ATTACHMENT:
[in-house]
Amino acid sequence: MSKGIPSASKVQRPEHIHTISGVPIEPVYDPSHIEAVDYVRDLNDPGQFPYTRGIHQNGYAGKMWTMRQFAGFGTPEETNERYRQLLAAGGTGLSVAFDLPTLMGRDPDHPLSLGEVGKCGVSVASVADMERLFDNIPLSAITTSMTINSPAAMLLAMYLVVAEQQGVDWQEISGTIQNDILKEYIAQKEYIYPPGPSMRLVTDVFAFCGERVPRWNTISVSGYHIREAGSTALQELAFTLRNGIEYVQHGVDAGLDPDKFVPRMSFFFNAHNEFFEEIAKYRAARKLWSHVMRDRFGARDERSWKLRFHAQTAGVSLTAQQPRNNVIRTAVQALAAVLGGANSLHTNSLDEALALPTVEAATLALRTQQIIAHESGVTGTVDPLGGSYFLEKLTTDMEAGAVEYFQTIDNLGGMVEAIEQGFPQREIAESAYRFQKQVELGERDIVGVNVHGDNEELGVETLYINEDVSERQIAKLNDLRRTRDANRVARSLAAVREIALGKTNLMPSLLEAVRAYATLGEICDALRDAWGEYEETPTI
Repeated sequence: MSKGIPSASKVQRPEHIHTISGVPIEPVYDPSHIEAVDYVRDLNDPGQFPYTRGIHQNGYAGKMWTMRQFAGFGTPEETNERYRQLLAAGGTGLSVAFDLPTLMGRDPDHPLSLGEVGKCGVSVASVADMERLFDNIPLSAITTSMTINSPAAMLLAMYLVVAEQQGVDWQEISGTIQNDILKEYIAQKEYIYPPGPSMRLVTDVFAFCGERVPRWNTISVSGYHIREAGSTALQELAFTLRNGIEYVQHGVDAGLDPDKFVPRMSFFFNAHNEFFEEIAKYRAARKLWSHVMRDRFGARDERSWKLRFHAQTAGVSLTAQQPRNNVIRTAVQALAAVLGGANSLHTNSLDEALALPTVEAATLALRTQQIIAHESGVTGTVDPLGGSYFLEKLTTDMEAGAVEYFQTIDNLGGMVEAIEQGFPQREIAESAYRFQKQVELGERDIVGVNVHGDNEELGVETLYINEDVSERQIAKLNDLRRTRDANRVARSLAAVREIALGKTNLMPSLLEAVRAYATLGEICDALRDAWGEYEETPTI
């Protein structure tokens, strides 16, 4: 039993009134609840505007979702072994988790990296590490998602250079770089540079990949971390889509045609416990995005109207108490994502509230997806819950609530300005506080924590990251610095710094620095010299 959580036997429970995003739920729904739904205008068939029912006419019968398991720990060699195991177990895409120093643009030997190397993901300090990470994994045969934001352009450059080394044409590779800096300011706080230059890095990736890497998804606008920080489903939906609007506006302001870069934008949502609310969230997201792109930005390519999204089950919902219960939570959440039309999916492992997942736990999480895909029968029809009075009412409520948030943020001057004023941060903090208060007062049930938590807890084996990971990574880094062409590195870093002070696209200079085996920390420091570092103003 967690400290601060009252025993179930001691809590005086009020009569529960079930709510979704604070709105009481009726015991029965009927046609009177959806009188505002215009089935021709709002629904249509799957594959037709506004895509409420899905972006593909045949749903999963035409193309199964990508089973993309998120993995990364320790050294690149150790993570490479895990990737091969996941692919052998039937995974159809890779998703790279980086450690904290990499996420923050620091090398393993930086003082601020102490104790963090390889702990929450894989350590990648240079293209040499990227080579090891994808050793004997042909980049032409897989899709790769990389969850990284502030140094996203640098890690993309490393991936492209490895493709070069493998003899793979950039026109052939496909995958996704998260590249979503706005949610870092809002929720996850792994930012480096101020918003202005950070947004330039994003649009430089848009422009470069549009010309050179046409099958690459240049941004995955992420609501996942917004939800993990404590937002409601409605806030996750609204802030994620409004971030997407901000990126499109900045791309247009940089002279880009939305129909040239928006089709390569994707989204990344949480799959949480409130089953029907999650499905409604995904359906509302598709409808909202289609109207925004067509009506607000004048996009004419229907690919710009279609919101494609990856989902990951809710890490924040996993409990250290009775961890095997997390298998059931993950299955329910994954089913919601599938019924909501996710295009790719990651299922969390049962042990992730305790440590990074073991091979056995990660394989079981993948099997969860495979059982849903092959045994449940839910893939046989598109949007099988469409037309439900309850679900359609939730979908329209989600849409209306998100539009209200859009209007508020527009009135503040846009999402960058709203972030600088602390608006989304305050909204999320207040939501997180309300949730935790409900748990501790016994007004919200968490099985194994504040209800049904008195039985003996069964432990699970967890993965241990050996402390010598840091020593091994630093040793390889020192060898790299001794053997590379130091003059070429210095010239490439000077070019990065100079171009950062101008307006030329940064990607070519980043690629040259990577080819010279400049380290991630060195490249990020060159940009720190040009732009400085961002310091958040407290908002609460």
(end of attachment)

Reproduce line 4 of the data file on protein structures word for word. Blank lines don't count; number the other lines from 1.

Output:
């Protein structure tokens, strides 16, 4: 039993009134609840505007979702072994988790990296590490998602250079770089540079990949971390889509045609416990995005109207108490994502509230997806819950609530300005506080924590990251610095710094620095010299 959580036997429970995003739920729904739904205008068939029912006419019968398991720990060699195991177990895409120093643009030997190397993901300090990470994994045969934001352009450059080394044409590779800096300011706080230059890095990736890497998804606008920080489903939906609007506006302001870069934008949502609310969230997201792109930005390519999204089950919902219960939570959440039309999916492992997942736990999480895909029968029809009075009412409520948030943020001057004023941060903090208060007062049930938590807890084996990971990574880094062409590195870093002070696209200079085996920390420091570092103003 967690400290601060009252025993179930001691809590005086009020009569529960079930709510979704604070709105009481009726015991029965009927046609009177959806009188505002215009089935021709709002629904249509799957594959037709506004895509409420899905972006593909045949749903999963035409193309199964990508089973993309998120993995990364320790050294690149150790993570490479895990990737091969996941692919052998039937995974159809890779998703790279980086450690904290990499996420923050620091090398393993930086003082601020102490104790963090390889702990929450894989350590990648240079293209040499990227080579090891994808050793004997042909980049032409897989899709790769990389969850990284502030140094996203640098890690993309490393991936492209490895493709070069493998003899793979950039026109052939496909995958996704998260590249979503706005949610870092809002929720996850792994930012480096101020918003202005950070947004330039994003649009430089848009422009470069549009010309050179046409099958690459240049941004995955992420609501996942917004939800993990404590937002409601409605806030996750609204802030994620409004971030997407901000990126499109900045791309247009940089002279880009939305129909040239928006089709390569994707989204990344949480799959949480409130089953029907999650499905409604995904359906509302598709409808909202289609109207925004067509009506607000004048996009004419229907690919710009279609919101494609990856989902990951809710890490924040996993409990250290009775961890095997997390298998059931993950299955329910994954089913919601599938019924909501996710295009790719990651299922969390049962042990992730305790440590990074073991091979056995990660394989079981993948099997969860495979059982849903092959045994449940839910893939046989598109949007099988469409037309439900309850679900359609939730979908329209989600849409209306998100539009209200859009209007508020527009009135503040846009999402960058709203972030600088602390608006989304305050909204999320207040939501997180309300949730935790409900748990501790016994007004919200968490099985194994504040209800049904008195039985003996069964432990699970967890993965241990050996402390010598840091020593091994630093040793390889020192060898790299001794053997590379130091003059070429210095010239490439000077070019990065100079171009950062101008307006030329940064990607070519980043690629040259990577080819010279400049380290991630060195490249990020060159940009720190040009732009400085961002310091958040407290908002609460």